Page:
I understand that ink in fountain pen cartridges is a bit thinner. Can I still use it for dip pens if I squeeze it out of the cartridges? I have an excessive amount of this ink, and might not go back to using cartridge fountain pens.

If it doesn't work right out of the cartridge, can I mix something in it to make it usable? Or evaporate it somehow?


Due to the many different kind of quill pens nib designs, I don't think any definitive yes-no answer is possible here.

Generally, yes, ink will flow.

What kind of writing you want to do will have much influence on the decision about whether you use it. Probably the best choice is to experiment by having a few controlled dips, and creating a few controlled strokes.

  1. Dip to a fixed-depth, and the draw the pen nib down a page until it is exhausted. Make multiple strokes as needed. Repeat this for varied dip depths.
  2. Then try letter-writing.
  3. And / or, try other common nib-strokes related to the kind of purpose you will employ the pen.

If you find a writing style comfortable enough — problem solved.

  • 1
    This is great information for a beginner like myself, and seems like a good strategy to use whenever I open up a new type or brand of ink, as well.
    – user24
    May 4 '16 at 4:39

I understand that ink in fountain pen cartridges is a bit thinner. Can I still use it for dip pens if I squeeze it out of the cartridges? ...

First off, a syringe typically works best for extracting or injecting inks into cartridges than squeezing. It's extraordinarily easy to buy blunt-needled syringes these days (walmart.com lists a set of four for <$3) because they're used by folks who want to refill their inkjet printer cartridges.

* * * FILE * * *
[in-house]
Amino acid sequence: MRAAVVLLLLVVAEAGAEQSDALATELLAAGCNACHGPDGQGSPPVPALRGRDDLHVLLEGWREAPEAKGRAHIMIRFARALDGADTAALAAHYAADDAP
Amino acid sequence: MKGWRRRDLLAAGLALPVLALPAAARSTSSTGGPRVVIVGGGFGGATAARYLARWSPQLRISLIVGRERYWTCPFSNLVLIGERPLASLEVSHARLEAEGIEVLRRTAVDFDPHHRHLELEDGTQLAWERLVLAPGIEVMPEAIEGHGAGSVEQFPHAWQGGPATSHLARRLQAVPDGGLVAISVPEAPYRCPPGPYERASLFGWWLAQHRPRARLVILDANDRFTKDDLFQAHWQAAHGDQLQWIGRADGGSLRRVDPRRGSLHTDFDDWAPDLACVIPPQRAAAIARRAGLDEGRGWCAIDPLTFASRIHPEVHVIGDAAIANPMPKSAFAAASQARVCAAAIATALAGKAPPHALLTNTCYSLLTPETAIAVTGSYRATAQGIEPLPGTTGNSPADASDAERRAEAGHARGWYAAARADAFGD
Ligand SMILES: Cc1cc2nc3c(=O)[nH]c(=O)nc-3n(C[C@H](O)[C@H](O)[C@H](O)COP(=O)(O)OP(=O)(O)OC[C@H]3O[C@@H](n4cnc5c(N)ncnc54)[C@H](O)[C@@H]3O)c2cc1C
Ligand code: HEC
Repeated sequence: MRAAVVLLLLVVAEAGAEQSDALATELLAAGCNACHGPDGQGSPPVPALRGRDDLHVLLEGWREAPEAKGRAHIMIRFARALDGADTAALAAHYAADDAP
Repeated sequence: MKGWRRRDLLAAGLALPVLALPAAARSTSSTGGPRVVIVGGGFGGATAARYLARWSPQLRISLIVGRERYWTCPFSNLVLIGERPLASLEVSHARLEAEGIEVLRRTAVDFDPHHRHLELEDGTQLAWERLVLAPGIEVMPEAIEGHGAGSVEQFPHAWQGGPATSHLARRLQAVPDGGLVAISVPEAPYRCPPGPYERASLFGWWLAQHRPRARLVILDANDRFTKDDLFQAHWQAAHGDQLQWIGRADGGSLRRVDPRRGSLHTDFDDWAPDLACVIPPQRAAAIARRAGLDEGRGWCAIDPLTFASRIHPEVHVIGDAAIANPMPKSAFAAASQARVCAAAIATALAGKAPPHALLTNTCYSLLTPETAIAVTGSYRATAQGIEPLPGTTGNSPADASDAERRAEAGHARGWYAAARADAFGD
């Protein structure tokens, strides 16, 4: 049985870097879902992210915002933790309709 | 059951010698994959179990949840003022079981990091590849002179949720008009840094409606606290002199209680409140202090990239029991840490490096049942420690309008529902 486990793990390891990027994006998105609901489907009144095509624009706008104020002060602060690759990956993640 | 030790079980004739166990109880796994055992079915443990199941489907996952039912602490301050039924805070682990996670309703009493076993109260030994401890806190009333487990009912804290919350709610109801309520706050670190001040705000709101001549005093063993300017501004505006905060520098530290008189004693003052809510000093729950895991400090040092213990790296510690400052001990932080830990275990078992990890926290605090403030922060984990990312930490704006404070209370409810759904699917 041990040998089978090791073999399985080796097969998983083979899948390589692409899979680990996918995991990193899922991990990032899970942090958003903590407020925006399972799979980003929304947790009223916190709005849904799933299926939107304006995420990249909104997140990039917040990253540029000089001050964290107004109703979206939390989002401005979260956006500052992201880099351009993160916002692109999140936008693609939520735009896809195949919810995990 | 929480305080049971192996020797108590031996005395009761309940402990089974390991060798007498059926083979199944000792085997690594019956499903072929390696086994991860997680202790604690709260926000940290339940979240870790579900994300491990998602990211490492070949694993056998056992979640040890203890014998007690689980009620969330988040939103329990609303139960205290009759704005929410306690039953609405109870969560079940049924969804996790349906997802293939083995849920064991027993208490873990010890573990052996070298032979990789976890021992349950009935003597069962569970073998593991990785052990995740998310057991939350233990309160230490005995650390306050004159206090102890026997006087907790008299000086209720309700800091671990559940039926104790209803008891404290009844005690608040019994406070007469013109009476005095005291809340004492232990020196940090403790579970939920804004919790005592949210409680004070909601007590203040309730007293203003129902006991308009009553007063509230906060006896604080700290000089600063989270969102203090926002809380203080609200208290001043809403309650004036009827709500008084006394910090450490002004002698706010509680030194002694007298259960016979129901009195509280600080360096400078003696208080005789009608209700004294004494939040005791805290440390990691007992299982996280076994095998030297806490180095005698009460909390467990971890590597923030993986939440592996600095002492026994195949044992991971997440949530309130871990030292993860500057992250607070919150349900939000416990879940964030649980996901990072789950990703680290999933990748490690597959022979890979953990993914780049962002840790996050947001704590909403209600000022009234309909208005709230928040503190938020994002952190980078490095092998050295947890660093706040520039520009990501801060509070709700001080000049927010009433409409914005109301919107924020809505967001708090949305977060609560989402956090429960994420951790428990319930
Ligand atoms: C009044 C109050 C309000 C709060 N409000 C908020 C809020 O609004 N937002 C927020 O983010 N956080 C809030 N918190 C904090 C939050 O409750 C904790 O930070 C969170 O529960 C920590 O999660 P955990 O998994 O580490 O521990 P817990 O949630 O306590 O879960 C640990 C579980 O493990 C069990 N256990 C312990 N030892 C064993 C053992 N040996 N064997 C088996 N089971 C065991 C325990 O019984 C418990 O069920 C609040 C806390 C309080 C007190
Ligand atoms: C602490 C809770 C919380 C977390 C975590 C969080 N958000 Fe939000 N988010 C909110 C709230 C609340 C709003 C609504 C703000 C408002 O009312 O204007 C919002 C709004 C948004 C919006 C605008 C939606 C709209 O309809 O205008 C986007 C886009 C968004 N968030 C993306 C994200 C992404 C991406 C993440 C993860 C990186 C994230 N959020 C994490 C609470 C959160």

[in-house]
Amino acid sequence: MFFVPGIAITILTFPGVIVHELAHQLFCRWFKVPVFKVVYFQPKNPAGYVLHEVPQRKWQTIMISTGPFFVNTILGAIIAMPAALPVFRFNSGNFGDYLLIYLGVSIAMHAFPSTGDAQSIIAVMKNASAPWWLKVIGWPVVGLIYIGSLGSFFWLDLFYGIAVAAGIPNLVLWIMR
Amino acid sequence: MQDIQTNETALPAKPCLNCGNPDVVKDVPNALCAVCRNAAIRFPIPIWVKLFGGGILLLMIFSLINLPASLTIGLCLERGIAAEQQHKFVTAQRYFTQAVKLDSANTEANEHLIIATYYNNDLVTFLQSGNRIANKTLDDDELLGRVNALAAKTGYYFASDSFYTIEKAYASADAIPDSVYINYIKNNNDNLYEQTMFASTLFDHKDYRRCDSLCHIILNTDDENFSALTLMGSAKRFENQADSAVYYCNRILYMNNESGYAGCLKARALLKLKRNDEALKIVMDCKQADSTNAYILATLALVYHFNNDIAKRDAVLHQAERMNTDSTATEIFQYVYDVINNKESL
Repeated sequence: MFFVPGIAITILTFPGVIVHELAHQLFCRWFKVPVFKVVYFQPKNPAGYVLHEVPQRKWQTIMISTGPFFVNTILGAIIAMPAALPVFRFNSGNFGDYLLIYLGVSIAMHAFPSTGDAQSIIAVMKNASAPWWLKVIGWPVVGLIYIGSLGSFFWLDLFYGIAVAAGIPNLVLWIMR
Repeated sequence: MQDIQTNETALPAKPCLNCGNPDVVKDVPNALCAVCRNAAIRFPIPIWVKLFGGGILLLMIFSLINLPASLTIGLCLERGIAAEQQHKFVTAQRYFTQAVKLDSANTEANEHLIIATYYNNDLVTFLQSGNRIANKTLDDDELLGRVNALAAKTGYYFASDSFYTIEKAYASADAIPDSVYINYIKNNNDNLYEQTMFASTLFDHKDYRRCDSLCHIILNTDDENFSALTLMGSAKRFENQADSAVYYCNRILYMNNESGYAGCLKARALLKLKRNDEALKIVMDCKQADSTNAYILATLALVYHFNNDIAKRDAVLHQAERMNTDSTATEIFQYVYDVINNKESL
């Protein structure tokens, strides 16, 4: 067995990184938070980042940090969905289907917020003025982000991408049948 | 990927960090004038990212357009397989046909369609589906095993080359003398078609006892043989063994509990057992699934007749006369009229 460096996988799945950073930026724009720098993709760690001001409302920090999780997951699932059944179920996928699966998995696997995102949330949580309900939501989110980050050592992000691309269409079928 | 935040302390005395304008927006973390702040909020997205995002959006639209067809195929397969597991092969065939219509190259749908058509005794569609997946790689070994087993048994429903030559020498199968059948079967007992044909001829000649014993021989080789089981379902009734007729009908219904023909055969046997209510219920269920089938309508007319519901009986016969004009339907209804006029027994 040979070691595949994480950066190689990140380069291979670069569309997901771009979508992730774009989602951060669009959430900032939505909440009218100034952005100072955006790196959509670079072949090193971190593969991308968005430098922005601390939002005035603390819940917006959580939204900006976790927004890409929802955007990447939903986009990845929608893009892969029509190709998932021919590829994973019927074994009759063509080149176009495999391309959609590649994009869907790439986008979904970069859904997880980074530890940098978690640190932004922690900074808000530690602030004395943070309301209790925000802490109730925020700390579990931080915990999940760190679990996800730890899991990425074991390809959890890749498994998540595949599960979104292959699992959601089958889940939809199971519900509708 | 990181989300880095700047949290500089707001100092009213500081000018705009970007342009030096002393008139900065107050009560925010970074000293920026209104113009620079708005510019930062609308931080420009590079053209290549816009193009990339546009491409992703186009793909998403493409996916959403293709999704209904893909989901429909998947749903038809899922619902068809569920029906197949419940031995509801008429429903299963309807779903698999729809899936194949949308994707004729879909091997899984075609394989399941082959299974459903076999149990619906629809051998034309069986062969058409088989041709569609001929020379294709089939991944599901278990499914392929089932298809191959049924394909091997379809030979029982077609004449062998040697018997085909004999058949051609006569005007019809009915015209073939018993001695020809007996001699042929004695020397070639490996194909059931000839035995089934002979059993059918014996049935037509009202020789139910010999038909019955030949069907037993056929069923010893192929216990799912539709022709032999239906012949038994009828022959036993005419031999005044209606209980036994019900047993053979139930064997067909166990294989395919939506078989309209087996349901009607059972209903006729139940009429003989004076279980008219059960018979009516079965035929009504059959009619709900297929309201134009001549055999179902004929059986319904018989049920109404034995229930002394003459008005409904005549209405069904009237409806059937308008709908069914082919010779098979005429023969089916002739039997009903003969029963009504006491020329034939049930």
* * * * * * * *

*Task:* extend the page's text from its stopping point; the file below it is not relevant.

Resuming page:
Fountain pen inks are always water-soluble dyes. This is to make sure that you can always unclog a fountain pen by simply soaking or rinsing with water. The vast majority of fountain pen inks actually use the same commercial dyes that are used on cloth—I think only a handful of brands mix their own (J. Herbin, Noodlers, Private Reserve). So, you could probably just leave the ink uncovered for a while to get some of the water to evaporate which will concentrate the dye. But it won't get any more viscous or less transparent, because it's water based.

However, some fountain pen inks (such as Private Reserve) are known to be harbingers of fungus. So if the ink that came out of the cartridge was sludgy or gel-like, rather than liquid, dump it. It's more trouble than it's worth at that point.

Dip pen nibs, unlike fountain pens, have no hard-to-reach areas, and being metal are safe to use with solvents, so opaque pigment-based inks like india ink can be used with them.

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